I have a 4 month old cat / kitten that comes from a shelter. She is afraid of both my girlfriend and me and still hides in corners after 2 weeks of being here.

She needs eyedrops and medications, which we need to drip in her eyes and put in her mouth. At the moment we try to pick up the cat and force the eyedrops (have not yet done the medications), but this makes her even more scared of us.

How can we give her her drops (up to 6 times a day) and her medications, while at the same time making her get used to us and getting picked up?

Edit: After 2 days of doing the medication /eyedrops first, and then the bribery, our cat-relation has improved.

Here is a picture of Piep enjoying a toy for the first time enter image description here

  • For pills see this question. I'd suggest editing this to focus on eyedrops to avoid duplicating the pills part. Dec 21, 2014 at 2:14

2 Answers 2


I am in the exact situation with a newly adopted cat, and the first rule is that you need to get the medication in, scared or not scared. Part of the cat's fear might well be that she knows that she is made helpless by her eye condition, is in pain, or just feels bad. If this cat is out in a large room, consider moving her into a smaller, more isolated area with beds and toys to make her more secure during the treatment. A new house, rooms and other pets are scary enough without being sick too.

So the best thing is to start by matter-of-factly getting the medication done. Then, you can start the bribery. Use petting and/or treats or food right afterward to put a positive spin on this encounter. If she is so scared she refuses, leave a treat there and leave her in her safe room to eat it in peace. That way the scary encounter has a definite ending.

Then go back in about an hour and have some interactions where nothing bad happens. Bribe lavishly--nothing bad can happen with a cat if you spoil them. This should help reduce the fear when you walk in next time to give medication.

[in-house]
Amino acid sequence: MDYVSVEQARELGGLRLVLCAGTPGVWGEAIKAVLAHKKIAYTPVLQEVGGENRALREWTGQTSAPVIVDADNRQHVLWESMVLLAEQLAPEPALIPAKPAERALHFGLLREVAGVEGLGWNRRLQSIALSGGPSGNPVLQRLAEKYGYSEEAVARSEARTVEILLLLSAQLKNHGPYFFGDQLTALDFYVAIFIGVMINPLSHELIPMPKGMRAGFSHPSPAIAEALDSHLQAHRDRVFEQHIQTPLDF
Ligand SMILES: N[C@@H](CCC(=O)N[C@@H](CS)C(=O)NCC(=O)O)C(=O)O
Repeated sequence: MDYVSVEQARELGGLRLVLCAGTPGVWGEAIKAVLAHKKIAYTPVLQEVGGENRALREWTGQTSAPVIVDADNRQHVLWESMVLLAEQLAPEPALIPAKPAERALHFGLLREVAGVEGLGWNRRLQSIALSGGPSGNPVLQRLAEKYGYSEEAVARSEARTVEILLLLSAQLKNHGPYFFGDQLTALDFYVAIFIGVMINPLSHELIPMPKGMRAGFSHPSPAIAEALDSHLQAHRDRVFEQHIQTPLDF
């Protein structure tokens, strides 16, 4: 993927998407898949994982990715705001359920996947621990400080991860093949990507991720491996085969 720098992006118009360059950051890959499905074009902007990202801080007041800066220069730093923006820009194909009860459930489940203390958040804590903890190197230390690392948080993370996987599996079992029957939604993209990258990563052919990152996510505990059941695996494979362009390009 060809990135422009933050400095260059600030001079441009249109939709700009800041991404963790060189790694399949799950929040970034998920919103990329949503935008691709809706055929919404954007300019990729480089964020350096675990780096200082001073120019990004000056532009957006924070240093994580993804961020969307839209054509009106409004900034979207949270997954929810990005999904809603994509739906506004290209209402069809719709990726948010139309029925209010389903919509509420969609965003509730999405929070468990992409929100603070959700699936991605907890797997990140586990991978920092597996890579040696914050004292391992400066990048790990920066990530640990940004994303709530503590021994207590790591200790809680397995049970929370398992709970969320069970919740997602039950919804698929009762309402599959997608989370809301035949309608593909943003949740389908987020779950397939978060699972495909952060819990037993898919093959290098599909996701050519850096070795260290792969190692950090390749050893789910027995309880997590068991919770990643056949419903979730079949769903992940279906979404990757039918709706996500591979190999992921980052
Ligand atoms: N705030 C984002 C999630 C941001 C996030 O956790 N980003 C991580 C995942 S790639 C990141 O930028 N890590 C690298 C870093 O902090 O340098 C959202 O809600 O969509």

And if none of that helps a lot, well, there's time to recover your ground when the kitten is healthy. A healthy kitten bounces back fast.

  • 2
    +1 Also add, even if the kitten is not scared of you give a treat after medicine or treatment. In our house we need to trim bunny nails regularly and every encounter ends with some snuggles and a treat. Dec 20, 2014 at 11:00

In my experience, it really helps to always be upfront to the cat. If you reach for her for cuddling, let her know that - and don’t switch to giving medicine. If you need to give her her medicine, say so, and matter-of-factly just do it, in a professional manner. Get it over with quickly, give her no chance to fight, and give a clear indication (again, including talking to the cat) when you are done.

There’s no reason for prolonged hunting or hurting the cat in any way really: You are that much stronger and in control of the surroundings, just use that to get the thing neither of you likes done quickly.

The big advantage of this approach: The cat always knows what’s coming. If you just pick her up for caressing, she doesn’t need to worry what might be coming. She knows it’s something good. Carrying the cat to her food goes a long way towards making her feel safe on your arms in the future.

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